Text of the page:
Author: Robertson, Amy
Given the ubiquity of social media today, it is important to consider how their use might affect our communication and relationships. This study explores the question of whether social media, given their self-focus, lead us to define community in more individualistic terms. A literature review provides a starting point for addressing this question, touching on themes such as the ubiquity of individuation within modernity, traditional and modern communities, changes in North American communities over the last several decades, characteristics of social media, and cases for and against technological determinism. Building on this review, interviews with 10 subjects help explore the question in a more focused way. Findings suggest a positive correlation between substantial social media use and a largely individualistic understanding of community. I then discuss the implications of this relationship, as well as the roles of education and public policy in facilitating understanding of the potential of social media.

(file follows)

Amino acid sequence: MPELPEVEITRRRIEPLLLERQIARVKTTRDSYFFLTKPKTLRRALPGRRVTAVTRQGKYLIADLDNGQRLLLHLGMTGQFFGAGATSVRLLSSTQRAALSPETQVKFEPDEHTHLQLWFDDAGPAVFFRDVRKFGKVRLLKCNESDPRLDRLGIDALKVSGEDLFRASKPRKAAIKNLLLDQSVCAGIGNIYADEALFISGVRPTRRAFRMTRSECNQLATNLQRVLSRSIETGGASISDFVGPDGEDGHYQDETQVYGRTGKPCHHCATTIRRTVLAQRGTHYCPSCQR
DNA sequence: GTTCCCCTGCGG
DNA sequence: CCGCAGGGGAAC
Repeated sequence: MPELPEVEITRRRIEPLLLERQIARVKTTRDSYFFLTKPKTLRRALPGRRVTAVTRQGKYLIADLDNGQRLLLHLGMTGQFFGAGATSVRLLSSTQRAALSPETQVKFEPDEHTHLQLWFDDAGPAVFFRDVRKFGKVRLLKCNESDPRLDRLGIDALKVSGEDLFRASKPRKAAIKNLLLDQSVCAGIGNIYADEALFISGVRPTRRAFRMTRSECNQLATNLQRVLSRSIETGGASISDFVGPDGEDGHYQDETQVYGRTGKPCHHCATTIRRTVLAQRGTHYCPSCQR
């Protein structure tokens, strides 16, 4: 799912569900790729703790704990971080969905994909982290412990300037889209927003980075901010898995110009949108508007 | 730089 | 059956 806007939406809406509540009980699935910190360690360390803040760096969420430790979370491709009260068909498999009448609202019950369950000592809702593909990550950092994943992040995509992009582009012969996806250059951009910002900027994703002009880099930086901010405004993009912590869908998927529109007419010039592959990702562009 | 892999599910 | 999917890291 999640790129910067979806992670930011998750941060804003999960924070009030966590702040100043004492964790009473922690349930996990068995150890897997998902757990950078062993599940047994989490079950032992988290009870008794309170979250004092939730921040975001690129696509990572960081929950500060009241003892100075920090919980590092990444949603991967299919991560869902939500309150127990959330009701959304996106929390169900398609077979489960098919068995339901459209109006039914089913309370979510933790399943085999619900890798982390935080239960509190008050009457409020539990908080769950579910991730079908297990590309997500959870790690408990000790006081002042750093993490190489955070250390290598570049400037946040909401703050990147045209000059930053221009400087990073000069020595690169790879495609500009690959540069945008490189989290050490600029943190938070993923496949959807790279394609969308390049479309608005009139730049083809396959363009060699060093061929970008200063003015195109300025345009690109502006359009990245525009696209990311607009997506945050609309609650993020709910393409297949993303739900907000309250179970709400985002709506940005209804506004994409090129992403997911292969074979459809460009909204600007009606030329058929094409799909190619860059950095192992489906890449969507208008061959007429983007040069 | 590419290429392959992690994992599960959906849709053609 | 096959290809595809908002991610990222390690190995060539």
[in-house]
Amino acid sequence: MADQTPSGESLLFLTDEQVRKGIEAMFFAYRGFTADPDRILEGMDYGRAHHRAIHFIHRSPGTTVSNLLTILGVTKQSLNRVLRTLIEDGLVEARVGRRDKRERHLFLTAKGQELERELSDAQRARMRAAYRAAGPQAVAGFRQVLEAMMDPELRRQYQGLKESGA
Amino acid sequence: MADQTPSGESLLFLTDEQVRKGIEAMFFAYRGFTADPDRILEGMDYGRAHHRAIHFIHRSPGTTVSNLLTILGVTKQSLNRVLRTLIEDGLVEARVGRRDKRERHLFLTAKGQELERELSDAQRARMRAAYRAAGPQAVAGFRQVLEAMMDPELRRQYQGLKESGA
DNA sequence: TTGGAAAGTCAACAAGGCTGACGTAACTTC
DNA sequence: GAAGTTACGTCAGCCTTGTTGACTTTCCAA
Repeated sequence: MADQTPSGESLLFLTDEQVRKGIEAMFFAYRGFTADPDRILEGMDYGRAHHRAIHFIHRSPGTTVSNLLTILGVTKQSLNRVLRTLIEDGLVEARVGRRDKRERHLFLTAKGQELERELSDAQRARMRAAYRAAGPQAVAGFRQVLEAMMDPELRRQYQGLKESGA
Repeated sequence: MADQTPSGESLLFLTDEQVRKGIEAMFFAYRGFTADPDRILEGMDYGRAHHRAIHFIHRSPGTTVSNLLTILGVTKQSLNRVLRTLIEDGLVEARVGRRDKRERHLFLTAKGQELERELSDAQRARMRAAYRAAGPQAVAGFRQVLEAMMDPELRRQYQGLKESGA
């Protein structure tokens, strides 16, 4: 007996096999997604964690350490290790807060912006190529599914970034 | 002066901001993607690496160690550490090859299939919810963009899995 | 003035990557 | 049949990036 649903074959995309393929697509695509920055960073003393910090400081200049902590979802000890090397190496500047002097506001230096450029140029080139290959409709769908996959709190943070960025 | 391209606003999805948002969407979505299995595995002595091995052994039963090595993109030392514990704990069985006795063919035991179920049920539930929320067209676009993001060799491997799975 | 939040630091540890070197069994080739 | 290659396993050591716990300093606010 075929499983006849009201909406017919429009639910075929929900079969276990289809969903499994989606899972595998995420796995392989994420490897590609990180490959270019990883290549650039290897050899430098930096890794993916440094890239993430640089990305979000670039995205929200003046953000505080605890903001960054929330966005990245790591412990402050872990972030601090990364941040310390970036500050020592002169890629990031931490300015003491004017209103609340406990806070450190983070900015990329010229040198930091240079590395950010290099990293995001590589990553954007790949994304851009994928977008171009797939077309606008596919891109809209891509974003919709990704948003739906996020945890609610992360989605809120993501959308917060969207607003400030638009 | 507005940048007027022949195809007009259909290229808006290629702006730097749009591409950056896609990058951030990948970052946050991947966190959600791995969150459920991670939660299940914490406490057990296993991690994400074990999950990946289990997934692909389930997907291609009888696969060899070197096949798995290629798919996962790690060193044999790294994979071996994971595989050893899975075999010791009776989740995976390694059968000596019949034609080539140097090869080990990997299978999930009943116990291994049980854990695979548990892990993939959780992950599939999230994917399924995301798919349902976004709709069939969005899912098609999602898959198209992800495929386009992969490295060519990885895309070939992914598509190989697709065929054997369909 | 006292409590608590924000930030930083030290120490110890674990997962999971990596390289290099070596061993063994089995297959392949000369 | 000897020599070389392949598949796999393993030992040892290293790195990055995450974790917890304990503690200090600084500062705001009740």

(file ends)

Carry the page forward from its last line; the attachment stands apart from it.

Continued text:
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Thesis advisor: Beale, Alison
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